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In this Thursday, March 19, 2020 photo made available by SpaceX, astronauts Doug Hurley, foreground, and Bob Behnken work in SpaceX’s flight simulator at the Kennedy Space Center in Cape Canaveral.

CAPE CANAVERAL — For the first time in nearly a decade, U.S. astronauts are about to blast into orbit aboard an American rocket from American soil. And for the first time in the history of human spaceflight, a private company is running the show.

Elon Musk’s SpaceX is the conductor and NASA the customer as businesses begin chauffeuring astronauts to the International Space Station.

The curtain rises Wednesday with the scheduled liftoff of SpaceX’s Falcon 9 rocket and Dragon capsule with two NASA astronauts, a test flight years in the making.

The drama unfolds from the exact spot where men flew to the moon and the last space shuttle soared from Kennedy Space Center.

While Florida’s Space Coast has seen plenty of launches since the shuttle’s farewell tour in 2011 — even at the height of the coronavirus pandemic — they were for satellites, robotic explorers and space station supplies. The only route to orbit for astronauts was on Russian rockets.

NASA’s newest test pilots, Doug Hurley and Bob Behnken, are launching from home turf with SpaceX presiding over the countdown.

“Getting a chance again to see human spaceflight in our own backyard,” Behnken said. “That’s the thing that’s most exciting for me.”

The cosmic-size shift to private companies allows NASA to zero in on deep space travel. The space agency is busting to return astronauts to the moon by 2024 under orders from the White House, a deadline looking increasingly unlikely even as three newly chosen commercial teams rush to develop lunar landers. Mars also beckons.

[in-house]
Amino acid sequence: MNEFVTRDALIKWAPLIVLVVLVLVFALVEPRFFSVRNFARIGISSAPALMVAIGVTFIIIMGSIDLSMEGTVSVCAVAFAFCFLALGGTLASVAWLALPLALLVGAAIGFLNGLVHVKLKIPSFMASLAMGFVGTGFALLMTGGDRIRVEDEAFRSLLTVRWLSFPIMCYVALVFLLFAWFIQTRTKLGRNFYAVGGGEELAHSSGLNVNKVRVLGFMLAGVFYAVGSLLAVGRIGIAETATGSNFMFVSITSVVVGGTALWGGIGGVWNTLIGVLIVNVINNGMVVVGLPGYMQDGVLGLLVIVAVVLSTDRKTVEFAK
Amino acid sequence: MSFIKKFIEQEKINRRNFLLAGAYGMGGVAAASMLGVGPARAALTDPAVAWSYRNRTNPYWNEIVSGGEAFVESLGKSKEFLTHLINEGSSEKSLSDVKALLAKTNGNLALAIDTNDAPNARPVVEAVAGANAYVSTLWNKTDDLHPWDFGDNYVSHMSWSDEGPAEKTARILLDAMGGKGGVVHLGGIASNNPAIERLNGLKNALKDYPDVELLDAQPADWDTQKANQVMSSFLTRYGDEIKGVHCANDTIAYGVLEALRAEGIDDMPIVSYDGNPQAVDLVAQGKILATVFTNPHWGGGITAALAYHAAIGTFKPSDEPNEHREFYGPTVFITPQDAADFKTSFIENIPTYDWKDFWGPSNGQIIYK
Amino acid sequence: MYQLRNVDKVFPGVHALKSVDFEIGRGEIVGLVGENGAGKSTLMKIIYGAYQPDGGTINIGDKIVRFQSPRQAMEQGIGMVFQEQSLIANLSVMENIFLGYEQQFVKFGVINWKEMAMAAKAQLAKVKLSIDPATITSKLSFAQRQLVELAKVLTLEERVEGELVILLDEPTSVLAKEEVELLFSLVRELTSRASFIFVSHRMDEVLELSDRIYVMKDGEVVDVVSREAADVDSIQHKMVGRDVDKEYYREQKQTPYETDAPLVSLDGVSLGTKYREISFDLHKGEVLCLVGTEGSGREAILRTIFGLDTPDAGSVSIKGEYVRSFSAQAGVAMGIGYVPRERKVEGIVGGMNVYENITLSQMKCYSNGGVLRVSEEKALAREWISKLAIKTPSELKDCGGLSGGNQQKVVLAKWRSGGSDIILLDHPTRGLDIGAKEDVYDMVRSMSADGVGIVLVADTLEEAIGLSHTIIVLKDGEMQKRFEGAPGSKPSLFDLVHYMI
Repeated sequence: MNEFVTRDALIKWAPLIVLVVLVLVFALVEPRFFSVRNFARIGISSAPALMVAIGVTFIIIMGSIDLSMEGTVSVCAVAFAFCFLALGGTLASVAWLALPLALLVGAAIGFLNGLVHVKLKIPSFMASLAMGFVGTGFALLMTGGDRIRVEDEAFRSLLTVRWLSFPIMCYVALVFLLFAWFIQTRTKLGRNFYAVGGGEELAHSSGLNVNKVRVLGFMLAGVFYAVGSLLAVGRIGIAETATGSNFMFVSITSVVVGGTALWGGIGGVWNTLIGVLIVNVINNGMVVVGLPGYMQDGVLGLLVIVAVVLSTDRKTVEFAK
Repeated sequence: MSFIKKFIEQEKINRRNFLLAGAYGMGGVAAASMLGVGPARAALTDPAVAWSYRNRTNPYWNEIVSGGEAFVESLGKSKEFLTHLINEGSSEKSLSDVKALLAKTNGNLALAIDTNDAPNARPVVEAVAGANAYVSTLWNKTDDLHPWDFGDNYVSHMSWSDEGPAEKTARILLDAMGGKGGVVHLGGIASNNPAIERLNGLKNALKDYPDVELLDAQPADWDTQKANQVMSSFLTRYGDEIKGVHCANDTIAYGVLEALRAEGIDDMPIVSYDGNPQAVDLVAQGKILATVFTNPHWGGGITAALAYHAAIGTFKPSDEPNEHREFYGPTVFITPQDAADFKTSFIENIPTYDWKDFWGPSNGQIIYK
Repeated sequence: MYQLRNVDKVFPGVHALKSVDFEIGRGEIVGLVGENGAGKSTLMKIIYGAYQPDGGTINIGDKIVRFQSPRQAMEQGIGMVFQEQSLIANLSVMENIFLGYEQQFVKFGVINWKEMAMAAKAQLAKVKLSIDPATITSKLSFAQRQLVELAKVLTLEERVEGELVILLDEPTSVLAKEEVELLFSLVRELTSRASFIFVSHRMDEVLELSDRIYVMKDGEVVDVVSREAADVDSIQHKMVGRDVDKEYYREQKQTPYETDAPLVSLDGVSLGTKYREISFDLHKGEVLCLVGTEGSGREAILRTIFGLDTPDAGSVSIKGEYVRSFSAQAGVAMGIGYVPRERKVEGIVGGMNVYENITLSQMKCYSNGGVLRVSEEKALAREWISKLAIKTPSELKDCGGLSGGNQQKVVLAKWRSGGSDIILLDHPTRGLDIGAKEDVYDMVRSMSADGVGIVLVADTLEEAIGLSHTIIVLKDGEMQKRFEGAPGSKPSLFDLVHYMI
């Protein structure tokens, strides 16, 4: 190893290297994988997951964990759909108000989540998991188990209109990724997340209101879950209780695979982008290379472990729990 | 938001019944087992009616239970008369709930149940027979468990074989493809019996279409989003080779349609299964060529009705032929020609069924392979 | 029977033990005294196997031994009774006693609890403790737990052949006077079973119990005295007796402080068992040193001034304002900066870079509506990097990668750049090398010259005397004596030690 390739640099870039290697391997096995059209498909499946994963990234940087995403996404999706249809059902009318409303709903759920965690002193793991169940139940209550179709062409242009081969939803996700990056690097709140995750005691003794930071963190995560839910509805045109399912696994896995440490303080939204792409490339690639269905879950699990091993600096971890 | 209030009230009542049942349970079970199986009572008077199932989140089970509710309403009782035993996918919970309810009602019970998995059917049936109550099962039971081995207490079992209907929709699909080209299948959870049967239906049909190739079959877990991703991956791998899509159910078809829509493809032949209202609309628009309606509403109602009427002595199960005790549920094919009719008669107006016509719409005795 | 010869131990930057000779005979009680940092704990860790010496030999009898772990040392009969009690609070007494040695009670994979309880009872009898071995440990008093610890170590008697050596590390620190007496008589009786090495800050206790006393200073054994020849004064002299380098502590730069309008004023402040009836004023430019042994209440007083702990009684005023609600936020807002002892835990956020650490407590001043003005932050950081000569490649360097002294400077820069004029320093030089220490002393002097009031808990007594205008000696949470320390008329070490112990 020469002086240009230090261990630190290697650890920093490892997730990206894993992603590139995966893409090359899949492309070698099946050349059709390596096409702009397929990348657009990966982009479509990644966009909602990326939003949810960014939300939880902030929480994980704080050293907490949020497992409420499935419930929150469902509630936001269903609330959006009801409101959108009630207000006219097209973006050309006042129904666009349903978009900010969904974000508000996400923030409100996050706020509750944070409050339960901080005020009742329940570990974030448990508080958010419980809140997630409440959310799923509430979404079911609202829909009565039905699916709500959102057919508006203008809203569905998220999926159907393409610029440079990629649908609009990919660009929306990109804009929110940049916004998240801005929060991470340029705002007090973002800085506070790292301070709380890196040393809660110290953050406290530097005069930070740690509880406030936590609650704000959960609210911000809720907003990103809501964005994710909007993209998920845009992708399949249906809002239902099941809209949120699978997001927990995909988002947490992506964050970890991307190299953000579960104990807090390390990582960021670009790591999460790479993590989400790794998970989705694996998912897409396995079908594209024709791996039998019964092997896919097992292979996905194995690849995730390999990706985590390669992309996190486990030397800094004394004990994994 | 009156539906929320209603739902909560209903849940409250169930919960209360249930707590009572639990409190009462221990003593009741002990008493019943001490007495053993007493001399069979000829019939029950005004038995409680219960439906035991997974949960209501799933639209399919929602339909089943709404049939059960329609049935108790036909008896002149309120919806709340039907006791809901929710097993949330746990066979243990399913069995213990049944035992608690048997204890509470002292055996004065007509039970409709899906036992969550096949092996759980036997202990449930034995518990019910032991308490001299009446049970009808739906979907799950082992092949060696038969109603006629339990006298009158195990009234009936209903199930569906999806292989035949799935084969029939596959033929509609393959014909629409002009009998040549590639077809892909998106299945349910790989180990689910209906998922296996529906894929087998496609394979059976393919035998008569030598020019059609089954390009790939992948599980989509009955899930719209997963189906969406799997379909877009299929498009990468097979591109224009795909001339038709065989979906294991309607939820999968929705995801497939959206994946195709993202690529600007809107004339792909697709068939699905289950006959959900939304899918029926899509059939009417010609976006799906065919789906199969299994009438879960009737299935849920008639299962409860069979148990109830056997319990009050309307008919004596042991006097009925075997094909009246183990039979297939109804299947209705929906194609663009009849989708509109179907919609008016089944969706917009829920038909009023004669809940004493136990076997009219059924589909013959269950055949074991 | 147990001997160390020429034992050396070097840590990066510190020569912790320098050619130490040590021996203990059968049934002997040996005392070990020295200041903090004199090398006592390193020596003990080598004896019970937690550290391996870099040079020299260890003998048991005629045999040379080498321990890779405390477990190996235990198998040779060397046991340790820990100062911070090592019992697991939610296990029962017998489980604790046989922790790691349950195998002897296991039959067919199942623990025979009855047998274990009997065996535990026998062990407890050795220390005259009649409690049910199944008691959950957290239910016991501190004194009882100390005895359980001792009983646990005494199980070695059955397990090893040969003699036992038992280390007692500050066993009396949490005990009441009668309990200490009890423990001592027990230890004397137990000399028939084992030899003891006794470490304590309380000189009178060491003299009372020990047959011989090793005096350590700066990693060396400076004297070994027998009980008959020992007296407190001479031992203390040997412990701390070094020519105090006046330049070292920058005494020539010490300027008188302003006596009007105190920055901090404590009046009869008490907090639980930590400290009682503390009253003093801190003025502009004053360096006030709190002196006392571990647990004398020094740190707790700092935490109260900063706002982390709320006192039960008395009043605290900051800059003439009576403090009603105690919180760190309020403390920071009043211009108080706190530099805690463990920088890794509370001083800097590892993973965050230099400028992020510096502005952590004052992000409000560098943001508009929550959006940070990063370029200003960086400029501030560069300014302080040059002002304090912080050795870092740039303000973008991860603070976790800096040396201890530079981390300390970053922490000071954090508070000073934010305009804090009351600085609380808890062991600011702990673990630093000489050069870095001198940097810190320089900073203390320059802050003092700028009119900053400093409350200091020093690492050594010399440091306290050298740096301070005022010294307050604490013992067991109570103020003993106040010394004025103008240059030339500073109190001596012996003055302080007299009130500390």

“We’re building momentum toward a much more exciting future,” said John Logsdon, founder of George Washington University’s Space Policy Institute and a professor emeritus.

The Russian launch site in Kazakhstan is out of the way and out of sight. Launching crews again from Florida is sure to fire up the public, Logsdon noted.

Adding to the appeal is the flash generated by Musk, SpaceX’s chief executive, designer and founder who shot his red Tesla Roadster into outer space two years ago during the first flight of a supersized Falcon Heavy rocket.

In a touch of Musk showmanship — he also runs the electric car company — Hurley and Behnken will ride to the launch pad in a gull-winged Tesla Model X, white with black trim just like the astronauts’ spacesuits and the rocket itself.

The Dragon riders appreciate Musk’s hands-on approach.

“On more than one occasion he has looked both Bob and I right in the eye and said, ‘Hey, if there’s anything you guys are not comfortable with or that you’re seeing, please tell me and we’ll fix it.’” Hurley said.

While trumpeting the return of astronaut launches, NASA is urging spectators to stay away because of the pandemic. But beaches near Kennedy are now open, and the local sheriff is welcoming visitors even though inside the space center, the number of guests will be severely limited. Among the exceptions: both astronaut wives — who have flown in space themselves — and their young sons. Vice President Mike Pence, chairman of the National Space Council, is also going, and possibly President Donald Trump.

“It’s going to be a great inspiration to the country next week to see you two go aloft from the Kennedy Space Center,” Pence told the astronauts Tuesday.

It will be just the fifth time NASA astronauts strap into a spanking new U.S. space system for liftoff — following Mercury, Gemini, Apollo and shuttle. NASA owned and operated all those spacecraft, built by contractors to NASA’s precise specifications. The commercial crew program, by contrast, calls for private businesses to handle and own it all, with input and oversight by NASA.

Only three countries have launched humans — Russia, the U.S. and China in that order — making SpaceX’s attempt all the more impressive.